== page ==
What It’s Like To Live With Genital Herpes

Living-with-genital-herpes.jpg

Written By: Brianna Snyder

There’s undeniable stigma around the Herpes Simplex Virus II -- aka genital herpes -- and for people living with this diagnosis, romantic life can be difficult.

To help dispel some of that stigma, we talked to a carrier who asked us not to use her real name for privacy reasons.

Here’s our chat--lightly edited for clarity and length.


PURE HEALTHY LIVING: OK, let's start with bio and stats. What name would you like to use? And how old are you and what's your general geographic location?

KAZ: Kaz is fine. I'm 26. and I'm from Southeastern U.S.



PHL: And you have HSV 2, is that right?

KAZ: Correct.



PHL: So OK. Tell me the story of how you came to have it.

KAZ: It’s a great one. Prepare for it. I was dating a guy for about a year. He cheated on me--got the other girl pregnant and married her--then he broke up with me, but not before giving me HSV II for Christmas.



PHL: Wow. So he got it from her and passed it to you?

KAZ: Yup.



PHL: And when was this?

KAZ: Christmas 2016.



PHL: And is that how you found out? When you had that first flare-up?

KAZ: Yup, Christmas Day. Fun stuff.



PHL: Oh my god. I mean, horrible horrible horrible to have this happen to you even without the incurable STD. I'm so sorry.

KAZ: It’s alright. It is what it is and I am who I am because of it.



PHL: So did he just confess all?

KAZ: Oh no. He told me that I had given it to him, and blah blah blah. I get full panel tests every year on my birthday -- which is in October. I was clean. He did confess to the cheating--after I bought his birthday present--and he dumped me via Facebook.



PHL: And when was that?

KAZ: January/February of 2017



PHL: So had he had any outbreaks?

KAZ: Not that he knows about? Or at least not that he told me.

PHL: I'm trying to figure out what your state was after your Christmas Day breakout: Were you scared, angry, confused?

KAZ: I was angry and in pain. Aggravated a lot. I think about a month later I was over it, though. I've gone through a lot of [crappy] stuff in my life and it was one of those things where I could sit and be miserable with it or I could accept it into my identity and learn how to be me again.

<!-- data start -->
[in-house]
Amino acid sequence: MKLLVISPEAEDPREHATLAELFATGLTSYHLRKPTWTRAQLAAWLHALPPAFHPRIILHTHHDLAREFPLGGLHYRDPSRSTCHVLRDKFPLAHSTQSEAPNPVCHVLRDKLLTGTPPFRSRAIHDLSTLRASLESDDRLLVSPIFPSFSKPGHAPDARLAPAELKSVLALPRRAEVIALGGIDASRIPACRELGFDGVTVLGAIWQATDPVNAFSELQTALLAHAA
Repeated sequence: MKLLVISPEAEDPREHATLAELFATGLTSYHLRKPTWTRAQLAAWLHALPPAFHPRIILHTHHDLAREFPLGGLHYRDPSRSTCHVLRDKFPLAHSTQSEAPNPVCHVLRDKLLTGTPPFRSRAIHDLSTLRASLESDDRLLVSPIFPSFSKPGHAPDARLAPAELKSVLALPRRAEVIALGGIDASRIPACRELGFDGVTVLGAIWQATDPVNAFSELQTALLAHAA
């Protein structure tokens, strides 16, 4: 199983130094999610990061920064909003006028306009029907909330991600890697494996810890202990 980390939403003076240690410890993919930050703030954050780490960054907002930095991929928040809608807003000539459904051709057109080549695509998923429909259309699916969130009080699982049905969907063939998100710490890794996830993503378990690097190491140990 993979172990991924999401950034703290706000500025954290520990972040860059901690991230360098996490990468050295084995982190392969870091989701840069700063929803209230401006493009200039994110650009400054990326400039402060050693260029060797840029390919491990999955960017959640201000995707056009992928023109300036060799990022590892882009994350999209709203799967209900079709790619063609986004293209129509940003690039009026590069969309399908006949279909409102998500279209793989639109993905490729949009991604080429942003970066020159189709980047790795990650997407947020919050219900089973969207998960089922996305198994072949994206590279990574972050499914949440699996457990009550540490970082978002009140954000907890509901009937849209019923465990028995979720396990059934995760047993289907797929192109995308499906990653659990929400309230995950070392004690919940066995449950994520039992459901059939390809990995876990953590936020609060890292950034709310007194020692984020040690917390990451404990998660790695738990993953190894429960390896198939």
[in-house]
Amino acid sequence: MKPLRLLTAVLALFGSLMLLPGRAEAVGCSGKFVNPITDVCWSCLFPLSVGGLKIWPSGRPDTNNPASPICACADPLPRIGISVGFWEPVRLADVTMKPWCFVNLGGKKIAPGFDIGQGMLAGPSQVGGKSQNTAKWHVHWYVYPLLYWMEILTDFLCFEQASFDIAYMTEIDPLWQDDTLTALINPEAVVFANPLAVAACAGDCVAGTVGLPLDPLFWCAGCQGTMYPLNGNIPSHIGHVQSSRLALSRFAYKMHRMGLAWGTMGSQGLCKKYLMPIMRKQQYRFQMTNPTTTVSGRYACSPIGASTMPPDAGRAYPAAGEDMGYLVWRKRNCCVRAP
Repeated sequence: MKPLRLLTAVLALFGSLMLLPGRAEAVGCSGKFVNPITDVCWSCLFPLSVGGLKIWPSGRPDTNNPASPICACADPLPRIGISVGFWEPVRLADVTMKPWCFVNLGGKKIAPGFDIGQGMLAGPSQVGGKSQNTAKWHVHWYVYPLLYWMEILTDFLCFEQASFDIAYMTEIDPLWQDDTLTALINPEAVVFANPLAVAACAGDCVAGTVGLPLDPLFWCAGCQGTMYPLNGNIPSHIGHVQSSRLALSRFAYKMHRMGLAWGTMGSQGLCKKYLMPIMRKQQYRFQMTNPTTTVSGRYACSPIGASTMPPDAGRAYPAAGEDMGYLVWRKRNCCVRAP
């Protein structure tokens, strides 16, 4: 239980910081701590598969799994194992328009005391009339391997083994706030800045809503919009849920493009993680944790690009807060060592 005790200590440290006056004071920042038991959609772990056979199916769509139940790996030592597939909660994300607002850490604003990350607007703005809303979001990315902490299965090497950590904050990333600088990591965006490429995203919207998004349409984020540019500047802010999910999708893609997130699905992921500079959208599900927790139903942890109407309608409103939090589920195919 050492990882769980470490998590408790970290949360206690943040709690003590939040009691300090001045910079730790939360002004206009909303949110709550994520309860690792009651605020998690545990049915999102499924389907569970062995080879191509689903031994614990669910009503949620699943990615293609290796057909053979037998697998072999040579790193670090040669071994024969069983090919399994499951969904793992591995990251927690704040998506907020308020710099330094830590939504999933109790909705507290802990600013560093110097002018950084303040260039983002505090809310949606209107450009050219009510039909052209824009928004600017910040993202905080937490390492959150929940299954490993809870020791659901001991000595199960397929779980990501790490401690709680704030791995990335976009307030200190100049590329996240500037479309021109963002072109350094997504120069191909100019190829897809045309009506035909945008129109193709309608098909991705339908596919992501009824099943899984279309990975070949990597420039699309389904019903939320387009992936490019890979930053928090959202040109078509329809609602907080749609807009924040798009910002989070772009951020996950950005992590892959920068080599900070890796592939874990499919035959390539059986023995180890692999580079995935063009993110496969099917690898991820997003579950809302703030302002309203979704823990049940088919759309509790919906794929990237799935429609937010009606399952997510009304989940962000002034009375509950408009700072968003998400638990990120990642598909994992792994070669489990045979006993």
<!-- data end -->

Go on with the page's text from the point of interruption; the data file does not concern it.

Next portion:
PHL: That's a very good outlook. And one I think it would take me a long time to arrive at. Do you have flare-ups often? Are you on medicine?

KAZ: I take Valtrex daily. I haven't had a flare-up since May(ish) 2017 when I was super stressed out in my master's program.



PHL: What do you have your Master's in?

KAZ: I have a Master’s in marriage and family therapy.



PHL: So is that the field you work in now?

KAZ: Yup. I'm a provisionally licensed therapist



PHL: How would you say your diagnosis affects or has affected your day to day?

KAZ: I mean, there's definite hard parts to it. I've been single for a year and some change now. Which has been very, very healthy for me and extremely useful. But it's not what I want to be forever. Disclosure is always hard.



PHL: Yes, what’s your experience been with disclosure?

KAZ: It's a mixed bag. Just earlier this week I got called a "dirty whore who should just kill herself already" and then on Sunday I got to have a beautiful intellectual conversation with someone about why herpes is viewed so negatively in our society and what it really means. As for my emotional responses to it, that also varies. I mean I do get a little emotionally ripped when someone tells me to kill myself. That's never very easy to read. But I also know that fundamentally I'm an awesome person who has a lot of stuff going for her, and that this one small-minded person isn't for me and that's OK. There will be someone else who will understand. I am one of the lucky ones where my family knows and is aware--there’s no hiding the fact you had to sit on an ice pack at family Christmas Dinner. And my best friends are also super supportive of me. So when potential partners flip [out], I'm reminded by them that I am still a worthy and beautiful human.